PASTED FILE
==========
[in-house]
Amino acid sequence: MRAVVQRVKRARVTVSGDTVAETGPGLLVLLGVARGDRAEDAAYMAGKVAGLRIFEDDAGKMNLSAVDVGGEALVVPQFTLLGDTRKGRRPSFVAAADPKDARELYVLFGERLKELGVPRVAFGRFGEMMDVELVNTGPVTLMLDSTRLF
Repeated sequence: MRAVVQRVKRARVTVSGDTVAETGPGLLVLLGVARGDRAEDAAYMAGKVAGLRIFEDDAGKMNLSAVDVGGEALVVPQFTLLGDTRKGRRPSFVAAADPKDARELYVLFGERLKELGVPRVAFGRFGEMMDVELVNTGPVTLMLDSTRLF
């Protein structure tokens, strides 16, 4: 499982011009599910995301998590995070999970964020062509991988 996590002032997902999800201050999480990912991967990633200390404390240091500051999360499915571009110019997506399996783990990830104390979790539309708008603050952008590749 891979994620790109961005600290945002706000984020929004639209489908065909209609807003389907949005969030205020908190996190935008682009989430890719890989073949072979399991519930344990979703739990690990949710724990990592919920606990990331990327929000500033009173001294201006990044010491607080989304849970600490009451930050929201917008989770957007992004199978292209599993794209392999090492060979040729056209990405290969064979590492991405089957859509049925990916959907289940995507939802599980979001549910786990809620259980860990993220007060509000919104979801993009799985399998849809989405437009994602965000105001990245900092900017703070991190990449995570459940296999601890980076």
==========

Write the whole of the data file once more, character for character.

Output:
[in-house]
Amino acid sequence: MRAVVQRVKRARVTVSGDTVAETGPGLLVLLGVARGDRAEDAAYMAGKVAGLRIFEDDAGKMNLSAVDVGGEALVVPQFTLLGDTRKGRRPSFVAAADPKDARELYVLFGERLKELGVPRVAFGRFGEMMDVELVNTGPVTLMLDSTRLF
Repeated sequence: MRAVVQRVKRARVTVSGDTVAETGPGLLVLLGVARGDRAEDAAYMAGKVAGLRIFEDDAGKMNLSAVDVGGEALVVPQFTLLGDTRKGRRPSFVAAADPKDARELYVLFGERLKELGVPRVAFGRFGEMMDVELVNTGPVTLMLDSTRLF
């Protein structure tokens, strides 16, 4: 499982011009599910995301998590995070999970964020062509991988 996590002032997902999800201050999480990912991967990633200390404390240091500051999360499915571009110019997506399996783990990830104390979790539309708008603050952008590749 891979994620790109961005600290945002706000984020929004639209489908065909209609807003389907949005969030205020908190996190935008682009989430890719890989073949072979399991519930344990979703739990690990949710724990990592919920606990990331990327929000500033009173001294201006990044010491607080989304849970600490009451930050929201917008989770957007992004199978292209599993794209392999090492060979040729056209990405290969064979590492991405089957859509049925990916959907289940995507939802599980979001549910786990809620259980860990993220007060509000919104979801993009799985399998849809989405437009994602965000105001990245900092900017703070991190990449995570459940296999601890980076």